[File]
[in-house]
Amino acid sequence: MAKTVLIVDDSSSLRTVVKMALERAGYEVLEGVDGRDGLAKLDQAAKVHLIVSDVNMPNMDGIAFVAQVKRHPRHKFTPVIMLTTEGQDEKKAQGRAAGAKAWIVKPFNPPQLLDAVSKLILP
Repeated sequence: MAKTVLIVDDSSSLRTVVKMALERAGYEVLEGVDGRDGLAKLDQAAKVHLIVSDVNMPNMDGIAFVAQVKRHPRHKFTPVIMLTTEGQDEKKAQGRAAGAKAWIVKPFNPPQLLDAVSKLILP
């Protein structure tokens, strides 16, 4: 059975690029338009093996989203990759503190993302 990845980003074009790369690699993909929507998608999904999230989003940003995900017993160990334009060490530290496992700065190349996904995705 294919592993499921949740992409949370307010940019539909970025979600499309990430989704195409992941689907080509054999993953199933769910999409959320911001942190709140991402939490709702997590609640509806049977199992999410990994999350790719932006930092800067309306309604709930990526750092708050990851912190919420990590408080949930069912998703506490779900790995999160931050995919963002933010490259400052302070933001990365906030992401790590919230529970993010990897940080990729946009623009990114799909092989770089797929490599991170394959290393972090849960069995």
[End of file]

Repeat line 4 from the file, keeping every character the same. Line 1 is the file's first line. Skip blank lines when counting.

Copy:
């Protein structure tokens, strides 16, 4: 059975690029338009093996989203990759503190993302 990845980003074009790369690699993909929507998608999904999230989003940003995900017993160990334009060490530290496992700065190349996904995705 294919592993499921949740992409949370307010940019539909970025979600499309990430989704195409992941689907080509054999993953199933769910999409959320911001942190709140991402939490709702997590609640509806049977199992999410990994999350790719932006930092800067309306309604709930990526750092708050990851912190919420990590408080949930069912998703506490779900790995999160931050995919963002933010490259400052302070933001990365906030992401790590919230529970993010990897940080990729946009623009990114799909092989770089797929490599991170394959290393972090849960069995």